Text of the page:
People First HR Services

Are You Running on Empty?

Bev Braun-Allard

Do you ever feel like you’re running on empty? I think it can happen to all of us when things get really crazy at work, or over the holiday season when there’s lots to do and so many people to see. It can even happen to us simply in day to day living.

Sometimes you can feel like you’re running on empty in your career, too. It’s a shame we don’t have a little light that goes on (like our cars do) to tell us when it’s time to refuel. Or do we? If you’re paying attention to how you feel – to your energy level, your engagement level – you probably know when it’s time. The question is, do you act on it? In my experience, many people know the warning light has come on and don’t do anything about it.

Might be a good idea to make 2016 the year you change that. If your warning light has been on for a while, here’s a few simple ideas how you can recharge before you run out of fuel altogether and get stranded at the side of the road.

  1. Look after yourself physically. Your physical state will affect your emotional state at work.Running on EmptyResist the temptation to deal with stress by eating chips and chocolate! Eat healthy foods instead. Instead of falling on to the couch in front of the TV as soon as you get home, push yourself to get active. When you’re stronger physically, you’ll be better equipped to deal with the things in your career that are making you feel like you’re running on empty.
  2. Try to isolate what’s making you feel like your tank is being drained. Pull yourself away from the emotional side to take an objective look at what’s happening or perhaps what’s missing. Are you feeling overwhelmed by workload?  Maybe you aren’t getting the amount of feedback you need so you’re not sure if you’re on track. Once you’ve isolated the cause, come up with solutions to tackle it. For instance, if you’re not feeling challenged at work, come up with creative ideas on how you enrich your role in order to energize you and add value to your department at the same time. You’ll find you’ll have more energy as soon as you start doing something about the problem.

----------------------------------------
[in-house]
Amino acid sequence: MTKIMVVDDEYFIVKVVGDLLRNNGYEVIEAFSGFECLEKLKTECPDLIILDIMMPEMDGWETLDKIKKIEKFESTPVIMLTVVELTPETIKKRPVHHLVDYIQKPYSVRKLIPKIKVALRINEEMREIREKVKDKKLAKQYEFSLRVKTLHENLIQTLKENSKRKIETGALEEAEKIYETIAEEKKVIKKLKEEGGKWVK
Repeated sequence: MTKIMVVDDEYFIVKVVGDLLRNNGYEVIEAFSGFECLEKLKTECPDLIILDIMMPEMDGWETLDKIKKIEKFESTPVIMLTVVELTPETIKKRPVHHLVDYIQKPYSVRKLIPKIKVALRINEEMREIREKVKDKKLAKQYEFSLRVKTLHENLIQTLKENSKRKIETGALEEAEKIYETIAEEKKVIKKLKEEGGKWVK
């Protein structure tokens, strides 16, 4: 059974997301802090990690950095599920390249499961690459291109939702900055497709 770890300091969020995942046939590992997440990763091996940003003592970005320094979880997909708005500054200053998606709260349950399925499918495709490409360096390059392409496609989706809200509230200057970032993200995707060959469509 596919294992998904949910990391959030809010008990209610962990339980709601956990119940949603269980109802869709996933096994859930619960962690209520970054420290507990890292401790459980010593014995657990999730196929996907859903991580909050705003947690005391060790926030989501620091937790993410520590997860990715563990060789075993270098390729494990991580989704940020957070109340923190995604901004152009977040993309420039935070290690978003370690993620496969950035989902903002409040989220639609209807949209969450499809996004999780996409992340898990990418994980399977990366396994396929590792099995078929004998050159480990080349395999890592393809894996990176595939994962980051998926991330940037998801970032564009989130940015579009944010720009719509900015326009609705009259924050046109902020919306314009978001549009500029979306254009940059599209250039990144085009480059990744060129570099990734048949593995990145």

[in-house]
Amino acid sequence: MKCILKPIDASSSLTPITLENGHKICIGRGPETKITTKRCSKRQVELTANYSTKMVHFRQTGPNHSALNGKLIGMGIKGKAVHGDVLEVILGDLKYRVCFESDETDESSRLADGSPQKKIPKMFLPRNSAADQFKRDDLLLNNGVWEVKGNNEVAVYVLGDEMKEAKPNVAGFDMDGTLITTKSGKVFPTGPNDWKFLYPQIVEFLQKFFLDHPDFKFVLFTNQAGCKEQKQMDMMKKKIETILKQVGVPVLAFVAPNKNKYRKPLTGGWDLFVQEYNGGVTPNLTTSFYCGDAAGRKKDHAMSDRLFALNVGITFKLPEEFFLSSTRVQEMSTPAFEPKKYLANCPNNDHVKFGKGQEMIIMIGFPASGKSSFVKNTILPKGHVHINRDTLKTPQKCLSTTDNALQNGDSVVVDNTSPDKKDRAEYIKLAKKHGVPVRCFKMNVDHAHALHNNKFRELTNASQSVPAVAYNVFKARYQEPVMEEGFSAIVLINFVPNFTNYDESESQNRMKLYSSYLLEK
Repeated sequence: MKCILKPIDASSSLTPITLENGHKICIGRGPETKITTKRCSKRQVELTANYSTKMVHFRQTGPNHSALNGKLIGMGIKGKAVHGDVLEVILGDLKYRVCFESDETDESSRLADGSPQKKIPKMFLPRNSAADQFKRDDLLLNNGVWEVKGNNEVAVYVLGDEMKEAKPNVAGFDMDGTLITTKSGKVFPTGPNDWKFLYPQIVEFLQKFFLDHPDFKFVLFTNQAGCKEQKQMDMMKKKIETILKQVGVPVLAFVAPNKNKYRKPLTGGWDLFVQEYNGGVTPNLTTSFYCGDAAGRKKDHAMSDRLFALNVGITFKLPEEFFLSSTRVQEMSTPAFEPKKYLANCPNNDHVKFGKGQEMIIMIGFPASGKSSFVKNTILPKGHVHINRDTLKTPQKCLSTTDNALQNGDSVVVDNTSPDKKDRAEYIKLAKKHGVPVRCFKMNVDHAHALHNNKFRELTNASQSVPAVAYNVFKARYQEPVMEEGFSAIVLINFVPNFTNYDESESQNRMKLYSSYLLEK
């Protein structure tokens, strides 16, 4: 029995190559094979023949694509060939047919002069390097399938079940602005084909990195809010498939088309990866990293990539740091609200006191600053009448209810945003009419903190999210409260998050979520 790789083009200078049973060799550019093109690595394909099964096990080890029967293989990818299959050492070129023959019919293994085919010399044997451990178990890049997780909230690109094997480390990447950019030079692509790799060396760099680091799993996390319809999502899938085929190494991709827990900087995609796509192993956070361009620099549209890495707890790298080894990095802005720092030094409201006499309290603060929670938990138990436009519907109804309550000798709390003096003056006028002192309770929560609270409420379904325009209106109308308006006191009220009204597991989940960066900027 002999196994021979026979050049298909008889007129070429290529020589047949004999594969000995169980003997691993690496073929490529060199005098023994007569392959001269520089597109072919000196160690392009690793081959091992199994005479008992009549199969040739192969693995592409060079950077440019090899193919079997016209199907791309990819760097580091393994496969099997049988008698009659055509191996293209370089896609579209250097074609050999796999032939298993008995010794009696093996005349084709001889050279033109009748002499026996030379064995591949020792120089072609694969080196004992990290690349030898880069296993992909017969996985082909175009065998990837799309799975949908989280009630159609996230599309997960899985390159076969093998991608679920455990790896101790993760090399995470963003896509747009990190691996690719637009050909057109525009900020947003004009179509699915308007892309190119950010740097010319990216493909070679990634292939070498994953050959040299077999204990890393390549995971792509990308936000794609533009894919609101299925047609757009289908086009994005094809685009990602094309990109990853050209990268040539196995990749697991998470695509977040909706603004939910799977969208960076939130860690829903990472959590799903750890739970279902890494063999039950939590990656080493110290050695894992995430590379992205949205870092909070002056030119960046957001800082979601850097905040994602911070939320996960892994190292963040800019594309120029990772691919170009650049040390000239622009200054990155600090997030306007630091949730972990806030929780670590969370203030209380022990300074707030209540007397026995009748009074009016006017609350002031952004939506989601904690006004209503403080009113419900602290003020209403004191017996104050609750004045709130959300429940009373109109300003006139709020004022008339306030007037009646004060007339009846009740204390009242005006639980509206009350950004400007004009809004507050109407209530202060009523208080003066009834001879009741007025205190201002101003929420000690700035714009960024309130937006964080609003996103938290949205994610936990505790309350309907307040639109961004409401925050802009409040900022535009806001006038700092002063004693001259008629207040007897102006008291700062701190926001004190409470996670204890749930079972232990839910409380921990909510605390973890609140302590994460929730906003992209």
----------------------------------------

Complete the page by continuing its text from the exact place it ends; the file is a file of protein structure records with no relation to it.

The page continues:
3. Talk to someone about how you’re doing. A conversation with your boss, a mentor, or someone else in your professional network may give you a fresh perspective. Talking to someone you trust can often help you sort through the situation and gain clarity on how to handle it. Remember, whatever the situation, to keep the conversation professional to preserve your reputation.
  4. Do something for you! For me, a simple walk in the woods or cross country skiing at Grand Beach can be very therapeutic – it refuels a part of me that I need in order to have clarity to go forward. Find the something for you that will help you to refuel and refocus, and try to engage in that activity regularly.

In this year ahead, make it a point to keep your eye on your warning light. Pay attention every day to what’s happening and how you’re feeling – in your career, and personally. The sooner you notice you’re being drained, the sooner you can address it. The sooner you refuel, the stronger you’ll be to tackle the challenges ahead.

My best to you in 2016.